A debtor who delegates an obligation (and becomes a delegate) does not escape responsibility for the performance of the obligation itself. The taxable person may continue to request performance by the debtor, unless the original contract expressly provides for replacement by delegation. This is a big difference between the transfer of contractual rights and the transfer of contractual obligations: in the first case, the assignee is discharged (without violation of the guarantees of the pension beneficiary); in the latter case, the Delegator remains responsible. In many cases, the debtor (again the debtor to whom the performance obligation is incurred) may also apply to the delegate, since the taxable person becomes an intended beneficiary of the contract between the debtor and the delegate, as explained in point 14.3 `third party beneficiaries`. It goes without saying that the obligated party may then accept the delegate and relieve the debtor of any other responsibility in the performance of the obligation. A contract between three people with this effect is called NovationA new contract replacing an old or new part that replaces an earlier part. This is a new contract. Fred sells his house to Lisa, who takes out her mortgage. In other words, Fred delegated the duty to pay the bank to Lisa. If Lisa is late, Fred will continue to respond to the bank unless, in the original mortgage agreement, there is a provision expressly authorizing the replacement of a buyer without recourse to Fred, or the bank subsequently accepts Lisa and exonerates Fred. Therefore, in each contract, it is always preferable for the parties to deal with the transfer of rights and the delegation of obligations.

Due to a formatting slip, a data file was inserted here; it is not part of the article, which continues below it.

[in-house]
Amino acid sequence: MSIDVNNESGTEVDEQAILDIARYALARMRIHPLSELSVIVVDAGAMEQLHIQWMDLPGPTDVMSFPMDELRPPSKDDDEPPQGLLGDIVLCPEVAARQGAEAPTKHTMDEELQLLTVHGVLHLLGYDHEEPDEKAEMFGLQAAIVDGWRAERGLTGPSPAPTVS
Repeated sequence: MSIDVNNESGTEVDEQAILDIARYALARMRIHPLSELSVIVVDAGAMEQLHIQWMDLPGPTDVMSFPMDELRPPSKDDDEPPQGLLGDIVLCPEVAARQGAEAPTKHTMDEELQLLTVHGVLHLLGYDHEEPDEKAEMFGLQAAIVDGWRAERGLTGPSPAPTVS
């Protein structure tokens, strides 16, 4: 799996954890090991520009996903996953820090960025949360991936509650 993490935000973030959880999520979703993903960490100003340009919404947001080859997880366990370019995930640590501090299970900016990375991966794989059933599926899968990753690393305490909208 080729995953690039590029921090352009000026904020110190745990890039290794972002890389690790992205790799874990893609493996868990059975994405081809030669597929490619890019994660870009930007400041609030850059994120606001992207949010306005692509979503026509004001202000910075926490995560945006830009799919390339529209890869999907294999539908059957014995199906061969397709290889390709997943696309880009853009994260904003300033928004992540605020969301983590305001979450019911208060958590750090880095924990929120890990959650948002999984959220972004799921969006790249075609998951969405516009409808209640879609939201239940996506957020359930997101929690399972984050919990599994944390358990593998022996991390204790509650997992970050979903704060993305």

As we have already said, the treaty itself may prohibit the assignment. The law generally disapproves of the limitation of the right to the assignment of a service, but it maintains a contractual provision prohibiting the transfer of an obligation. As we have seen, Article 2-210(3) of the EC therefore provides that, in a contract of sale, a provision against the assignment of the `contract` is to be interpreted only as a prohibition on the transfer of customs duties. So far, we have considered the transfer of the pension beneficiary`s rights (normally, but not only, on cash payments). But in any contract, a right means a corresponding obligation and this can be delegated. A delegationThe transmission or delivery by one person of the obligation to perform a contract to another person. is the transfer of the obligation to perform a contract to a third party. The one who delegates is the DelegatorOne who delegates.

Since most debtors are debtors, most transfers of rights involve the delegation of obligations at the same time. If public policy or the contract itself does not pronounce the transfer, it is legally enforceable. In contractual and administrative law, delegation (in Latin intercessio) is the act of entrusting another person with responsibility for the performance of the contractual service. Three parties are seized of this act – the party who has undertaken to perform the contract is called Delegator; the party responsible for fulfilling this obligation shall be designated as a delegate; and the party to whom the benefit is due is called the debtor. In administrative law (the law that controls the measures and decisions of the state), a delegation is the process by which an administrative measure or decision is transmitted to a subordinate. This objective is achieved through two mechanisms: the delegation of tasks is appropriate only if the procuring entity expressly or implicitly authorises performance by another. .